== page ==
Current players look back on Kindbom and his legacy at WU

Miguel Campos | Staff Reporter

As Washington University’s long-time football head coach Larry Kindbom prepares to retire on Saturday after 31 seasons, various current players had the chance to reflect on the coach who, in their words, changed their lives for the better.

To start off the laundry list of just how many ways Kindbom has impacted his current squad ranging all the way from freshmen to seniors, he makes sure his players have their priorities straight. He is well aware that they attend one of the top universities in the world, and he gives them the time they need to achieve all that they want to achieve.

Grace Bruton | Student Life

Coach Larry Kindbom hugs junior defensive back Andrew Whitaker after Whitaker caught an interception against Augustana College on Nov. 2. Kindbom is known for the support and encouragement he gives his players both on and off the field.

“He wants us to be successful,” sophomore linebacker Alex Harvey said. “He understands that we have classes and that football isn’t always the number one priority.”

“I think one of the biggest things Kindbom harps on all the time is that we are athletes, but we are students first…he thinks doing well in school is so important,” junior defensive back Will Hurley said.

“He really tries to teach you to be a better person and prepares you for life more than just preparing you to be a good football player,” senior defensive back Matt Bernstein said.

Kindbom does a great job in ensuring that his players are taken care of when they go through the occasional slums of being both a football player through injuries and a student through challenging academic pursuits.

“Last year, when I was a junior, I was struggling to find an internship or anything and he came up to me and asked me how I was doing on that aspect—if I needed any help, I could go to him and talk to him, and he could talk to some people for me, so he really is about helping his players,” senior wide receiver Nick Watts said.

“I actually injured my knee over the summer back home training on Aug. 13, it was the day the whole team was arriving, all 100 [or] 110 people on the team were showing up and [Kindbom] obviously was coordinating moving in, where everyone’s going to live, checking people in and coordinating everything for the start of the season, day one,” junior quarterback Tim Tague said. “That happened to be the day that my surgery was scheduled…so Aug. 13, my surgery was midmorning, I’m expecting just me and my mom waiting there for the surgery to start, and all of a sudden Coach K walks in. He has to worry about 110 other people, moving them in, coordinating everything, and he still found time to make an impact and show me he was thinking about me.”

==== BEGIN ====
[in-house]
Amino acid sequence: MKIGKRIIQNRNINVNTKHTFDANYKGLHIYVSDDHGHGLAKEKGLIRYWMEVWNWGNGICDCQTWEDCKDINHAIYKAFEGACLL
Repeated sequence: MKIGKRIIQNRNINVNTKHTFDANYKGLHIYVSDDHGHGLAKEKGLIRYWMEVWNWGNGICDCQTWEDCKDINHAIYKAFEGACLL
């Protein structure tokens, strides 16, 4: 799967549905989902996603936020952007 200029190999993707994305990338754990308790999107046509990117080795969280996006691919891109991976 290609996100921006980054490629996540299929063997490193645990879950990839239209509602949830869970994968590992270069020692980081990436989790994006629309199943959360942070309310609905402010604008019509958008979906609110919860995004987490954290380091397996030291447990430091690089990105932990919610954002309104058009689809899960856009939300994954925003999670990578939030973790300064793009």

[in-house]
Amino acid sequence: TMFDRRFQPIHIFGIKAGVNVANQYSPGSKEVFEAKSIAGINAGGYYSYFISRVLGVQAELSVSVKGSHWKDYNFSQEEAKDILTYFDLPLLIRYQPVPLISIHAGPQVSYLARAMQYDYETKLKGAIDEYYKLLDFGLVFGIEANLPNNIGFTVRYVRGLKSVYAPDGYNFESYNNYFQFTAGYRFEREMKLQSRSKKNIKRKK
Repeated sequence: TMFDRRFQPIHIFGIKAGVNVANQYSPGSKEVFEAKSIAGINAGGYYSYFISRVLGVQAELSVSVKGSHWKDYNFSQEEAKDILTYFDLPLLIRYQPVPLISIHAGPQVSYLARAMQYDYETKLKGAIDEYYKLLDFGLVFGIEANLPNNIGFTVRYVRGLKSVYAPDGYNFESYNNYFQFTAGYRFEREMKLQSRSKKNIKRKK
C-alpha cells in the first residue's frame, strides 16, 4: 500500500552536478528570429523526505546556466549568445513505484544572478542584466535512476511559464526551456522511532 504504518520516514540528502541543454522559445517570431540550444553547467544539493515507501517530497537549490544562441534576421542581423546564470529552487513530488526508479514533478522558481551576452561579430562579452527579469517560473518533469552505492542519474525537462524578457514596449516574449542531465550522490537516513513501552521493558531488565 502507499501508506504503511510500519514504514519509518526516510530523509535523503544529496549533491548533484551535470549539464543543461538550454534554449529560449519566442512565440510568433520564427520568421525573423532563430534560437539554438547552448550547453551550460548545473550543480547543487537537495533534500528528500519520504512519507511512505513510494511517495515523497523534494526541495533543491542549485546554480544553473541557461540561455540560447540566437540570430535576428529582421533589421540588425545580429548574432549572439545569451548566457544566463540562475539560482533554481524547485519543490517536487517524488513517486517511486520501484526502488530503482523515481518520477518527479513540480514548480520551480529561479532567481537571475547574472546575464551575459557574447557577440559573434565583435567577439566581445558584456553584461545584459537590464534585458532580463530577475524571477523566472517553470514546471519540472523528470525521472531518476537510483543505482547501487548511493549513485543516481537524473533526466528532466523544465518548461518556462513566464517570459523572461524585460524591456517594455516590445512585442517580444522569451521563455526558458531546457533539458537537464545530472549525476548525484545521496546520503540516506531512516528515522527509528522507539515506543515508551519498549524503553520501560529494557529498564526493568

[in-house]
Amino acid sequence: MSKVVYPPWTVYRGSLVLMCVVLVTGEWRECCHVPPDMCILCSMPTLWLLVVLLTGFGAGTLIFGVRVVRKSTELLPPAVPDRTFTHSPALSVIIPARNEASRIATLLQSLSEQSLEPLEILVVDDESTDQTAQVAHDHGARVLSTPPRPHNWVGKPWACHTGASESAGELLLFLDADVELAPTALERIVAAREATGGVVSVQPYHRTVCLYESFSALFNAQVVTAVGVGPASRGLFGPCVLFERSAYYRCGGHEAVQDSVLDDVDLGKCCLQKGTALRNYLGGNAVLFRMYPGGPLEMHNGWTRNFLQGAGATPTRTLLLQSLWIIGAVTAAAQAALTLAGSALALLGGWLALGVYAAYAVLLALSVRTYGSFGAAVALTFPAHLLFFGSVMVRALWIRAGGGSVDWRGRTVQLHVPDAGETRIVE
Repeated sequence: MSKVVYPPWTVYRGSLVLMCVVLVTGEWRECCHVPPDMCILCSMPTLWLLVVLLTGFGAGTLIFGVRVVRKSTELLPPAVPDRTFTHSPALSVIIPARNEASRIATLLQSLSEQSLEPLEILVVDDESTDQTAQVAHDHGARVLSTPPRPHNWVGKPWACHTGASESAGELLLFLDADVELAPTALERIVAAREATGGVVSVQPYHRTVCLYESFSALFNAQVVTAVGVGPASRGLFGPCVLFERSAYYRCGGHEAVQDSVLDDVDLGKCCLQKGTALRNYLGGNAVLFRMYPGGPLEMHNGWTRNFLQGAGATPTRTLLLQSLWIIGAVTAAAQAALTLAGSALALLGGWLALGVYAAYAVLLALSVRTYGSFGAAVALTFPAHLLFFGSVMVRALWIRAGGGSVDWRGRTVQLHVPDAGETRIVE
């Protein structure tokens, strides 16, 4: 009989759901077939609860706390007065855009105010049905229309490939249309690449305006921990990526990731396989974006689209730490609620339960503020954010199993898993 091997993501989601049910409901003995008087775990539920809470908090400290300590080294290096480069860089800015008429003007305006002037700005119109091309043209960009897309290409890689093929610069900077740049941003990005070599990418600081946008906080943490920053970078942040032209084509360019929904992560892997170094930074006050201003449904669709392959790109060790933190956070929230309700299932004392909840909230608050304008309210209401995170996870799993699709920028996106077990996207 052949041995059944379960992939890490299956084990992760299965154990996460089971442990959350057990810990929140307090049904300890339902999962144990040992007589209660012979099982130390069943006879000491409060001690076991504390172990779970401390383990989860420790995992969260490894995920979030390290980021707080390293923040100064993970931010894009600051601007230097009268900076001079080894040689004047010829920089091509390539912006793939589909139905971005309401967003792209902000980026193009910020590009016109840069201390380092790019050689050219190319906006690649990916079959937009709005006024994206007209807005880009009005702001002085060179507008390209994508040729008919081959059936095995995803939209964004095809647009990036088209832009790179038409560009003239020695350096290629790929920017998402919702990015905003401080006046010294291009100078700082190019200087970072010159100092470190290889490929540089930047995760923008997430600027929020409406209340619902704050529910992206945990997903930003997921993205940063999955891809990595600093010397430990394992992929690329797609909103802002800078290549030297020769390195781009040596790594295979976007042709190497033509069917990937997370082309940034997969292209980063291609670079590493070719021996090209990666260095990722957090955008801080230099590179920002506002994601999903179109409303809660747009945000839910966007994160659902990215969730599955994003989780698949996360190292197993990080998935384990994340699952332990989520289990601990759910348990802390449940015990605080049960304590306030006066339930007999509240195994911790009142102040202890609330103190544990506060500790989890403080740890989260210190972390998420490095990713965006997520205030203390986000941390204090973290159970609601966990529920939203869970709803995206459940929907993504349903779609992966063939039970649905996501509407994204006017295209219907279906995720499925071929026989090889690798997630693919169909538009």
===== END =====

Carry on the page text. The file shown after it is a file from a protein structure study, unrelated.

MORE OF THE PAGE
“I had a pretty major injury—I broke my ankle—and he was always there checking up on me, making sure I was doing alright, wondering how I was doing,” Watts said. “He was just all around a super nice person, always cared for his players, more than anybody ever knew.”

Even before having his players set one foot on Wash. U.’s campus as students, he makes sure to reach out to check up on students.

“I’m from Des Moines, so he would call me when we had a big thunderstorm near our house, he just called to make sure my family was OK and, this is before I was even on the team,” sophomore running back Matt Moore said. “I was still in high school, but I’d already committed. That’s just one example of the type of guy that he is, he’s always asking you, ‘How’s your classes?’ [or] ‘How’s your family doing?’ He wants to meet all of your family and really talk more than just football.”

His players even get surprised at times with just how willing Kindbom is to help out in seemingly mundane scenarios when it is not even expected of him.

“Coach K knows that me and Tim [Tague] like to play golf,” Hurley said. “We were walking out to Forest Park, the golf course, and Coach K pulls up, is picking up a recruit to take him back to the airportーhe’s already being a nice guy, driving a recruit all the way back to the airport, which I feel like a lot of coaches won’t do…and he was so sorry that he couldn’t drive us to the golf course as well and that he couldn’t do more for us and help us out. He was just so apologetic and me and Tim were all like ‘What?’ Like we didn’t ask you to do this, we wouldn’t expect you to even do this. He felt so bad that he couldn’t take us down to the golf course—he’s always trying to help other people.”